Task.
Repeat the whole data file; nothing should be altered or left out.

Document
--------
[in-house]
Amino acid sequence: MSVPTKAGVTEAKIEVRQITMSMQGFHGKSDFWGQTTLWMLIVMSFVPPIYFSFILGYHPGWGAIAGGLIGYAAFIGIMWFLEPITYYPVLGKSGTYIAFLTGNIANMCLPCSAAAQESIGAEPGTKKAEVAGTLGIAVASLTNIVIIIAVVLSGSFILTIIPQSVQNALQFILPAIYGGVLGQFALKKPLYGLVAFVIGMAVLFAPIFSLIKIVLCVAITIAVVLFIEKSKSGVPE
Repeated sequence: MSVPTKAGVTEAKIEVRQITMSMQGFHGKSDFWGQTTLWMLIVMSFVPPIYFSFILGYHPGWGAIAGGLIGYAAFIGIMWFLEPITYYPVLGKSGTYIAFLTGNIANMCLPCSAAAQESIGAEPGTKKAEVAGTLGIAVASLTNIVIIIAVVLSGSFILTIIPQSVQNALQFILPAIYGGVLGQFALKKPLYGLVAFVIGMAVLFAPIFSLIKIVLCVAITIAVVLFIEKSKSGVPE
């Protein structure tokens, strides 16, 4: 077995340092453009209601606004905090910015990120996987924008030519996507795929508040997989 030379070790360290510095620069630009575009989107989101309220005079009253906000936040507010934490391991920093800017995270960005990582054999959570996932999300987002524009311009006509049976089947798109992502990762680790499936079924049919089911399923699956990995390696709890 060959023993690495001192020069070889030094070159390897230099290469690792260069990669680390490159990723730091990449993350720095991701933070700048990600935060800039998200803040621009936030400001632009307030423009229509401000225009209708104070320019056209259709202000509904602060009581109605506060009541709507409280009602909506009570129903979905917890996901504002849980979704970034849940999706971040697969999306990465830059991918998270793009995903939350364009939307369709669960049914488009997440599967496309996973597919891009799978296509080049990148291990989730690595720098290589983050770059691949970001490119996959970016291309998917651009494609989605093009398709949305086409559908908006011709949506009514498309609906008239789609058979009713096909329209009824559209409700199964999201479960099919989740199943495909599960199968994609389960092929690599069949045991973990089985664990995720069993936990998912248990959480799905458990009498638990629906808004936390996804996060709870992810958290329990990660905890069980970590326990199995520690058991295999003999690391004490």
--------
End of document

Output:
[in-house]
Amino acid sequence: MSVPTKAGVTEAKIEVRQITMSMQGFHGKSDFWGQTTLWMLIVMSFVPPIYFSFILGYHPGWGAIAGGLIGYAAFIGIMWFLEPITYYPVLGKSGTYIAFLTGNIANMCLPCSAAAQESIGAEPGTKKAEVAGTLGIAVASLTNIVIIIAVVLSGSFILTIIPQSVQNALQFILPAIYGGVLGQFALKKPLYGLVAFVIGMAVLFAPIFSLIKIVLCVAITIAVVLFIEKSKSGVPE
Repeated sequence: MSVPTKAGVTEAKIEVRQITMSMQGFHGKSDFWGQTTLWMLIVMSFVPPIYFSFILGYHPGWGAIAGGLIGYAAFIGIMWFLEPITYYPVLGKSGTYIAFLTGNIANMCLPCSAAAQESIGAEPGTKKAEVAGTLGIAVASLTNIVIIIAVVLSGSFILTIIPQSVQNALQFILPAIYGGVLGQFALKKPLYGLVAFVIGMAVLFAPIFSLIKIVLCVAITIAVVLFIEKSKSGVPE
């Protein structure tokens, strides 16, 4: 077995340092453009209601606004905090910015990120996987924008030519996507795929508040997989 030379070790360290510095620069630009575009989107989101309220005079009253906000936040507010934490391991920093800017995270960005990582054999959570996932999300987002524009311009006509049976089947798109992502990762680790499936079924049919089911399923699956990995390696709890 060959023993690495001192020069070889030094070159390897230099290469690792260069990669680390490159990723730091990449993350720095991701933070700048990600935060800039998200803040621009936030400001632009307030423009229509401000225009209708104070320019056209259709202000509904602060009581109605506060009541709507409280009602909506009570129903979905917890996901504002849980979704970034849940999706971040697969999306990465830059991918998270793009995903939350364009939307369709669960049914488009997440599967496309996973597919891009799978296509080049990148291990989730690595720098290589983050770059691949970001490119996959970016291309998917651009494609989605093009398709949305086409559908908006011709949506009514498309609906008239789609058979009713096909329209009824559209409700199964999201479960099919989740199943495909599960199968994609389960092929690599069949045991973990089985664990995720069993936990998912248990959480799905458990009498638990629906808004936390996804996060709870992810958290329990990660905890069980970590326990199995520690058991295999003999690391004490």